This vision and passion for excellence enables Ouyee to tailor our business services to meet our customers individual needs better.
On a hot summer day, nothing beats a refreshing scoop of your favorite ice cream. The treat is a favorite around the nation, but is particularly appealing in the Southern states when the sun is blasting and the municipal pools are open. Starting an ice cream business can be extremely lucrative, as long as you have researched other ice cream businesses in your area and developed a detailed business plan.
Decide whether to invest in a successful or up-and-coming franchise or start your own independent ice cream shop. The benefit to starting a franchise is that you will have built-in help to guide you through the process of starting your business. Franchises typically provide the store layout and design, ingredients, supplies and employee training. However, they can require significant upfront capital. Starting your own business allows you the freedom to determine exactly how much money you can afford to invest.
Research other ice cream or mobile businesses in your area to help you get an idea of the type of business you want to start and ideas for designing your store or cart. A low-fat, frozen yogurt shop may do particularly well, particularly if you intend to set up shop in an area that has a high interest in healthy living.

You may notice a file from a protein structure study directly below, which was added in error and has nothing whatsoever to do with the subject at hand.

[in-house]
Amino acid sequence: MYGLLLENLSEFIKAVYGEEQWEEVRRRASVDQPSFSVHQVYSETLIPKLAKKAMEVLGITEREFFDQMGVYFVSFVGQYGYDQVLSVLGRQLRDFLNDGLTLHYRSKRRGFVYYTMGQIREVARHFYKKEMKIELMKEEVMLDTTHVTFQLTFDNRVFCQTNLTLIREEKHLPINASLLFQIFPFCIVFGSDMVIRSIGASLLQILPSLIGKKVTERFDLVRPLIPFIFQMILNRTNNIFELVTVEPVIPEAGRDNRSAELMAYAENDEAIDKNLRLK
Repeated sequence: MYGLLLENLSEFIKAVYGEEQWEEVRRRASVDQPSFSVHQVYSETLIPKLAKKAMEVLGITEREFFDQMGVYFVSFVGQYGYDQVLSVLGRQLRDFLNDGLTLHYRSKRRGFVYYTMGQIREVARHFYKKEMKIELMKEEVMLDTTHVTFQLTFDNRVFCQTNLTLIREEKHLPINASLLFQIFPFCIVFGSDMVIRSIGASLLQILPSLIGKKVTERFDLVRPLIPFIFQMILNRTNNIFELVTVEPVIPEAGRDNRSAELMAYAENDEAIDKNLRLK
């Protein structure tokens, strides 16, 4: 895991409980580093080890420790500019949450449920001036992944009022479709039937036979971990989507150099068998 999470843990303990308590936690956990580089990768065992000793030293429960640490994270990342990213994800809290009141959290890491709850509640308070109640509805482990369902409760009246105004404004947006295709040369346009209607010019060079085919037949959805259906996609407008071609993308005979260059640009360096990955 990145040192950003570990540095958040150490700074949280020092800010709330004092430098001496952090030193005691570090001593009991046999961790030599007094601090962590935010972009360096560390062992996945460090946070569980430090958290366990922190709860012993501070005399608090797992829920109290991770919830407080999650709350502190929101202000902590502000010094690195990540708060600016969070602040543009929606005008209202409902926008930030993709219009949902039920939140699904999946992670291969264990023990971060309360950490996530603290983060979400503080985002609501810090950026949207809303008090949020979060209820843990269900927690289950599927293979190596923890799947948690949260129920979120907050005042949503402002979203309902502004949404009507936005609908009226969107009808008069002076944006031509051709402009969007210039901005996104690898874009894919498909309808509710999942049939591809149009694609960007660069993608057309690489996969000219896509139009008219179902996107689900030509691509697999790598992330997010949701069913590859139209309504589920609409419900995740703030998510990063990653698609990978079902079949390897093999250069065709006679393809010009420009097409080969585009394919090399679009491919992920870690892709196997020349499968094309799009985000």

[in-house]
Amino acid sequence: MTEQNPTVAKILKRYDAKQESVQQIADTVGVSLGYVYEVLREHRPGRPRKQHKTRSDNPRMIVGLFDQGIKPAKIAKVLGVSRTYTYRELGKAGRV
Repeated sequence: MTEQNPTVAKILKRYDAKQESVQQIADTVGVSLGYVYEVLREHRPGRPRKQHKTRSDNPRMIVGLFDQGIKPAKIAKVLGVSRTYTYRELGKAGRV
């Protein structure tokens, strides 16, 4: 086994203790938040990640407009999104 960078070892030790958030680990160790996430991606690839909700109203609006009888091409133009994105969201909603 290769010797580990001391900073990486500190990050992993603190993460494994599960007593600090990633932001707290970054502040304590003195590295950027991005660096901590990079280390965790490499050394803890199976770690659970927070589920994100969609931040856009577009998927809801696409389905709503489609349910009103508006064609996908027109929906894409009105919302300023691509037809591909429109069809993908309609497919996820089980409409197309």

Contact your city’s health department to learn the requirements and costs associated with obtaining a permit or mobile permit if you intend to operate an ice cream cart. Equipment, lighting, garbage, plumbing and ventilation requirements; rodent and insect control; and access to restrooms will be considered for a physical location. Keep this information with you when looking to rent commercial space so you don’t invest in a place that will require costly adjustments.
Develop a list of products that you will sell with your ice cream, such as bottled drinks, cookies, waffle cones and toppings. Research equipment costs for carts, condiments, walk-in coolers, walk-in freezers, soft-serve machines, storage shelves, a soda machine, tables, chairs, fudge warmers, prep tables, mixing bowls, pasteurizers (if you'll be making your own ice cream) and ice cream vendors or dairy farmers.
Choose a location for your ice cream shop and the expected clientele, such as downtown, on the waterfront, near dog parks or parks, plazas, busy shopping centers and family-friendly residential areas. Consider car and foot traffic in addition to parking and accessibility for clients and delivery drivers. Your shop may range in size from 400 to 4,000 square feet. In addition to the shop layout, you’ll need to ensure that you have adequate storage for your ice cream, depending on the frequency of the deliveries.
Develop a business plan for your ice cream shop. Include your market research, target audience, design ideas for your shop, potential locations around the city, advertising techniques, how you intend to finance the business and your competition. Present your business plan to financiers, starting with your local bank, to procure funding.